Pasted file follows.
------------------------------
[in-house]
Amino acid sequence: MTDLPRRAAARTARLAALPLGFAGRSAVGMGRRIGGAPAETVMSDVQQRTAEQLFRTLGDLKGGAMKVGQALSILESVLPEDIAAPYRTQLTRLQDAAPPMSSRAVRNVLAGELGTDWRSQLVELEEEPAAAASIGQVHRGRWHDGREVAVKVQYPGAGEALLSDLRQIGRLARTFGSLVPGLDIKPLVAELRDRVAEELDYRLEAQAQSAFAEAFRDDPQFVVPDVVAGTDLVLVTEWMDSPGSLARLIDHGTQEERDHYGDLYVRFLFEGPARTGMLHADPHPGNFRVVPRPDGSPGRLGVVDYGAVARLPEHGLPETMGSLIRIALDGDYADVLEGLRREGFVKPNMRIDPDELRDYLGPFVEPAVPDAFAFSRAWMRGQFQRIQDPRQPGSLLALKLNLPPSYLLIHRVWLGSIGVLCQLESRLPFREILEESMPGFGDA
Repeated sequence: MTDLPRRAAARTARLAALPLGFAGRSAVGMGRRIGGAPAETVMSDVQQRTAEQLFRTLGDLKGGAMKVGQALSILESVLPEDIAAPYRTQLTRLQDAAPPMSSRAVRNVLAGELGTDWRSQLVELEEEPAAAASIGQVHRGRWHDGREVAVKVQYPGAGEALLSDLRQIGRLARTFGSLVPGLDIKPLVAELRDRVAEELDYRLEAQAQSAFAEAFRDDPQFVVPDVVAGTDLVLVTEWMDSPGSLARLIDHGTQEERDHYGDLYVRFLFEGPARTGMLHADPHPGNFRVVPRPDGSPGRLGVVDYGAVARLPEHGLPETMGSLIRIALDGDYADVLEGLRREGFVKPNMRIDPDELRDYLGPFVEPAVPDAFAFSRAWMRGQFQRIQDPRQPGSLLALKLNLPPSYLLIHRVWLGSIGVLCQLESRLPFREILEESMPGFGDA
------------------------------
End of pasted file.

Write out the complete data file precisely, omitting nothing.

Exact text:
[in-house]
Amino acid sequence: MTDLPRRAAARTARLAALPLGFAGRSAVGMGRRIGGAPAETVMSDVQQRTAEQLFRTLGDLKGGAMKVGQALSILESVLPEDIAAPYRTQLTRLQDAAPPMSSRAVRNVLAGELGTDWRSQLVELEEEPAAAASIGQVHRGRWHDGREVAVKVQYPGAGEALLSDLRQIGRLARTFGSLVPGLDIKPLVAELRDRVAEELDYRLEAQAQSAFAEAFRDDPQFVVPDVVAGTDLVLVTEWMDSPGSLARLIDHGTQEERDHYGDLYVRFLFEGPARTGMLHADPHPGNFRVVPRPDGSPGRLGVVDYGAVARLPEHGLPETMGSLIRIALDGDYADVLEGLRREGFVKPNMRIDPDELRDYLGPFVEPAVPDAFAFSRAWMRGQFQRIQDPRQPGSLLALKLNLPPSYLLIHRVWLGSIGVLCQLESRLPFREILEESMPGFGDA
Repeated sequence: MTDLPRRAAARTARLAALPLGFAGRSAVGMGRRIGGAPAETVMSDVQQRTAEQLFRTLGDLKGGAMKVGQALSILESVLPEDIAAPYRTQLTRLQDAAPPMSSRAVRNVLAGELGTDWRSQLVELEEEPAAAASIGQVHRGRWHDGREVAVKVQYPGAGEALLSDLRQIGRLARTFGSLVPGLDIKPLVAELRDRVAEELDYRLEAQAQSAFAEAFRDDPQFVVPDVVAGTDLVLVTEWMDSPGSLARLIDHGTQEERDHYGDLYVRFLFEGPARTGMLHADPHPGNFRVVPRPDGSPGRLGVVDYGAVARLPEHGLPETMGSLIRIALDGDYADVLEGLRREGFVKPNMRIDPDELRDYLGPFVEPAVPDAFAFSRAWMRGQFQRIQDPRQPGSLLALKLNLPPSYLLIHRVWLGSIGVLCQLESRLPFREILEESMPGFGDA